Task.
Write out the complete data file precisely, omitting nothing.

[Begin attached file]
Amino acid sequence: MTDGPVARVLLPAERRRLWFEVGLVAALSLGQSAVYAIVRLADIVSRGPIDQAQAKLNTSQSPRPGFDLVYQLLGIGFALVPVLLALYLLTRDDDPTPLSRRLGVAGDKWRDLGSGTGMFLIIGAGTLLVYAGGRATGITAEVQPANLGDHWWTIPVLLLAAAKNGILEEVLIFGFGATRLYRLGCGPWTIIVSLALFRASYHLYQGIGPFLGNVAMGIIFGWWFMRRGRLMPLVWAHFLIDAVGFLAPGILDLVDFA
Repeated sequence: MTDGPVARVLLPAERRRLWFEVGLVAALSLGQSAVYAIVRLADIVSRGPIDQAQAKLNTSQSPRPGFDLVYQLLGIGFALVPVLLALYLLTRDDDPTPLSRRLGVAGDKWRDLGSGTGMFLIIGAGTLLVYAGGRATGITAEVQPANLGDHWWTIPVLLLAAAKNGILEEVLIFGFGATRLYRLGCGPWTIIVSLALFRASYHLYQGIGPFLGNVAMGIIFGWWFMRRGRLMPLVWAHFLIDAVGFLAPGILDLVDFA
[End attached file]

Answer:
Amino acid sequence: MTDGPVARVLLPAERRRLWFEVGLVAALSLGQSAVYAIVRLADIVSRGPIDQAQAKLNTSQSPRPGFDLVYQLLGIGFALVPVLLALYLLTRDDDPTPLSRRLGVAGDKWRDLGSGTGMFLIIGAGTLLVYAGGRATGITAEVQPANLGDHWWTIPVLLLAAAKNGILEEVLIFGFGATRLYRLGCGPWTIIVSLALFRASYHLYQGIGPFLGNVAMGIIFGWWFMRRGRLMPLVWAHFLIDAVGFLAPGILDLVDFA
Repeated sequence: MTDGPVARVLLPAERRRLWFEVGLVAALSLGQSAVYAIVRLADIVSRGPIDQAQAKLNTSQSPRPGFDLVYQLLGIGFALVPVLLALYLLTRDDDPTPLSRRLGVAGDKWRDLGSGTGMFLIIGAGTLLVYAGGRATGITAEVQPANLGDHWWTIPVLLLAAAKNGILEEVLIFGFGATRLYRLGCGPWTIIVSLALFRASYHLYQGIGPFLGNVAMGIIFGWWFMRRGRLMPLVWAHFLIDAVGFLAPGILDLVDFA